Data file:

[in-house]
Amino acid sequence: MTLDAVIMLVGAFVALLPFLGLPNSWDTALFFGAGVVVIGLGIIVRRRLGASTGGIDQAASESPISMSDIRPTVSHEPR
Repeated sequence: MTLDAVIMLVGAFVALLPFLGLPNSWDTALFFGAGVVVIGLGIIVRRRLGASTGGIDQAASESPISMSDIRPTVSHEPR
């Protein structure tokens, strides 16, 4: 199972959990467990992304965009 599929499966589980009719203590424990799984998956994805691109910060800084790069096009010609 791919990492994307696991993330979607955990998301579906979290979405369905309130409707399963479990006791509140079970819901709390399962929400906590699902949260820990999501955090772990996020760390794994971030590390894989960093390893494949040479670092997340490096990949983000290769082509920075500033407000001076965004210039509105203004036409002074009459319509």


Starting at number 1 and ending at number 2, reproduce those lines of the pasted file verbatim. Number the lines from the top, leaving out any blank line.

[in-house]
Amino acid sequence: MTLDAVIMLVGAFVALLPFLGLPNSWDTALFFGAGVVVIGLGIIVRRRLGASTGGIDQAASESPISMSDIRPTVSHEPR